IBM also focused on shifting the role of managers. The role of managers were shifted to enabler from controller i.e. the change in coordinating work to bureaucracy from dynamic. IBM implemented all the principles of radical management so that the firm could achieve scale and continuous innovation by initiating disciplined execution. Therefore, IBM survived by reforming their company’s business model from selling low-margin PC’s, printers, hardware and computer chips to providing computing services and IT expertise to varied businesses.

By the year 2010, IBM was able to acquire about 200 companies in IT services sector. It also became the best seller of enterprise server solutions and server business.

Current state:

The company’s worth$139.32 B
Number of employees386,558
Number of research libraries worldwide12
Revenue from sales worldwide$ 92.793
Total assets$117.53 B


Betsey Johnson

Company Brief History

Betsey Johnson is a fashion designer from America who is best known for her whimsical and feminine designs. Founded in 1978, Johnson has been in the industry for more than thirty years offering apparel such as tees, tops, coats, sweaters, jackets, intimates, swimsuit, jewelry and accessories including beauty products, scarves, fragrance and sunglasses. As of now, Betsy Johnson sell their product in over two thousand stores including Macy’s.


The US economic recession forced Betsey Johnson to take a loan from Steve Madden in 2010. In exchange for the loan, Steve Madden was allowed to take over many of her license agreements and intellectual properties. For example, he was allowed to sell products like handbags under her name. In April 2012, Betsey Johnson filed for chapter 11 bankruptcy in which their profit fell drastically. The brand closed about sixty three stores dismissing 350 employees. The bankruptcy filed severe liquidity problems. About $4.1 million was outstanding debt to manufacturers, watchmakers, banks, vendors, creditors, service providers and accountants.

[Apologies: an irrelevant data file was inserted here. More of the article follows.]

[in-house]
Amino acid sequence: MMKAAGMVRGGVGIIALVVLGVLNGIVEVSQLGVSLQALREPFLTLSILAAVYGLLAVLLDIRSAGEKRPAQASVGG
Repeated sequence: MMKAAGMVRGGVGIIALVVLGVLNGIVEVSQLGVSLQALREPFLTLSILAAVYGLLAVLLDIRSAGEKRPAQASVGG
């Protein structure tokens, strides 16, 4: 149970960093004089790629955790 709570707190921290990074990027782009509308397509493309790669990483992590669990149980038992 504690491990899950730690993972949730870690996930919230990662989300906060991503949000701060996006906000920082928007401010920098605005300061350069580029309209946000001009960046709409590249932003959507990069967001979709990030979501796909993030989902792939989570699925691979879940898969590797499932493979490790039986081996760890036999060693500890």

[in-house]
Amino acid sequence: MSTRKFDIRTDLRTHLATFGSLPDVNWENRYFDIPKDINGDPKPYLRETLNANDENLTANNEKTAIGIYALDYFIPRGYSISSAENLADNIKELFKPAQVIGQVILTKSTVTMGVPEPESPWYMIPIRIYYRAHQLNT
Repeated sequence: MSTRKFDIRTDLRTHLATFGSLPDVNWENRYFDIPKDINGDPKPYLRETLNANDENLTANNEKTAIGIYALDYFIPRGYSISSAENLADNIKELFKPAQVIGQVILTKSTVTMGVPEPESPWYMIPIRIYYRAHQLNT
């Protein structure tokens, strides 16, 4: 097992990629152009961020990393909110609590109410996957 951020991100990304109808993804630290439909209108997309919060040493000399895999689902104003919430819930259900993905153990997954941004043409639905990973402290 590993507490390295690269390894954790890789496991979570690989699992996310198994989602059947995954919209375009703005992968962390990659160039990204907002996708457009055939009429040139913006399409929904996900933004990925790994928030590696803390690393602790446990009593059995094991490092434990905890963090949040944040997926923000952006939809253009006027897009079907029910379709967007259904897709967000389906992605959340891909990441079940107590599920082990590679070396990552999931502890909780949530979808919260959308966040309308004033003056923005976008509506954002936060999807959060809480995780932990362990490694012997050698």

Reasons for problem:

  • The economic recession of US causing shattering impact on high-end fashion brands.
  • The consumers could not afford the brand’s high priced products during the low economy.


The takeover of Steve Madden could not mean that Betsey Johnson had no right to participate in designing and decision making of the brand. Madden decided to focus the brands in department stores by selling lower price designs. Betsey Johnson agreed to this and said, “I would like to design a lower priced line. Many of my young consumers will be able to afford it”. Even though, Johnson still designed apparels for the company, she did not have the final say in anything from promotions to designs.

Steve Madden did an intense research on the customer base of Betsey Johnson. He found out the likes and dislikes of the customers and the products they would be attached to. While Betsey targeted the young “punk” style, Madden focused on the more conservative youth. He did more research on the sales data on popular products in order to win the trust of initial Betsey Johnson customers.

Current state:

The company’s worth$50M
Number of employees400
Revenue from sales$150M
Total assets$21.3M